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The US Supreme Court and the Modern Common Law Approach

£84.99

  • Date Published: February 2015
  • availability: Available
  • format: Hardback
  • isbn: 9781107028050

£ 84.99
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About the Authors
  • This book studies the US Supreme Court and its current common law approach to judicial decision making from a national and transnational perspective. The Supreme Court's approach appears detached from and inconsistent with the underlying fundamental principles that ought to guide it, which often leads to unfair and inefficient results. This book suggests the adoption of a judicial decision-making model that proceeds from principles and rules, using them as premises for developing consistent unitary theories to meet current social conditions. This model requires that judicial opinions be informed by a wide range of considerations, including established legal standards, the insights derived from deductive and inductive reasoning, the lessons learned from history and custom, and an examination of the social and economic consequences of the decision.

    • Contains case studies and numerous theoretical considerations from more than thirty judges, lawyers and professors from all over the world
    • Endorses a model of legal analysis that is valuable and applicable to a wide range of legal fields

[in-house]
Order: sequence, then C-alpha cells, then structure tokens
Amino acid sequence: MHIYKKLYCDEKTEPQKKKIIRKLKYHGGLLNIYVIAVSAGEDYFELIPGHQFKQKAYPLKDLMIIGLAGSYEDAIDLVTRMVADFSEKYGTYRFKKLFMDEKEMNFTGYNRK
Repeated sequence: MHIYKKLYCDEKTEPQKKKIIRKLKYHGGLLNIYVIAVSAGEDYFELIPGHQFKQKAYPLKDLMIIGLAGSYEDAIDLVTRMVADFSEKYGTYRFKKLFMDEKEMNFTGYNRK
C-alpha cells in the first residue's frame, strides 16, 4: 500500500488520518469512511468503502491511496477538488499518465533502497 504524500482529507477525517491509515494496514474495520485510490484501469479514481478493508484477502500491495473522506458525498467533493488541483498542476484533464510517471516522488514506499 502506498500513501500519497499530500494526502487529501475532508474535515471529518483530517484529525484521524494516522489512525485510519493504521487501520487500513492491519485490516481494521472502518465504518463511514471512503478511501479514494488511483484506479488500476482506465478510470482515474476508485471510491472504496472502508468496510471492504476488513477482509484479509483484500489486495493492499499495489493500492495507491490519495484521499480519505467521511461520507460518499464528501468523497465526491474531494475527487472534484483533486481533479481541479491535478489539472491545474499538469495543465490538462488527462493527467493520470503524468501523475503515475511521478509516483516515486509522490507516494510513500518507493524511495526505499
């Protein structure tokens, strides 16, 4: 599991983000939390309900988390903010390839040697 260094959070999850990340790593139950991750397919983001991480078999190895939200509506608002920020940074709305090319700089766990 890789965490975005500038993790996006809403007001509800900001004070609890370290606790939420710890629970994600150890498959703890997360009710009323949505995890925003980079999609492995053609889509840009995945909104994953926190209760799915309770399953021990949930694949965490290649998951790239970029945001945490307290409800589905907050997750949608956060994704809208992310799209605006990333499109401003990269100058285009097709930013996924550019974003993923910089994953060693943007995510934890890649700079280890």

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    Reviews & endorsements

    'Grossi makes bold assertions in her book and does an admirable job of supporting them illustrating their context, and ultimately proposing alternatives. Her international comparisons are truly fascinating … Grossi has interesting, innovative ideas and writes from a distinctive perspective, which makes the book a good pick for acquisition.' Mary Beth Chappell Lyles, Law Library Journal

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    Product details

    • Date Published: February 2015
    • format: Hardback
    • isbn: 9781107028050
    • length: 422 pages
    • dimensions: 229 x 152 x 24 mm
    • weight: 0.73kg
    • availability: Available
  • Table of Contents

    1. The US Supreme Court's decision-making process: deciding when and what to decide
    2. Personal jurisdiction
    3. Forum non conveniens
    4. Personal jurisdiction and forum non conveniens in a transnational context
    5. Subject matter jurisdiction
    6. A look abroad: is the US Supreme Court's decision-making process unique?
    7. Concluding remarks.

  • Author

    Simona Grossi, Loyola Law School Los Angeles
    Simona Grossi is a Professor of Law at Loyola Law School, Los Angeles. She worked for the UN from 2000 to 2002, and then she went into private practice and worked for Clifford Chance LLP and Bonelli Erede Pappalardo doing national and transnational litigation from 2002 to 2008. She worked for Judge Charles Breyer at the United States District Court for the Northern District of California in 2010. She is a member of the American Law Institute (ALI). Her scholarship focuses on civil procedure and transnational litigation. She is the author of the Commentary to the Italian Code of Civil Procedure (2010).

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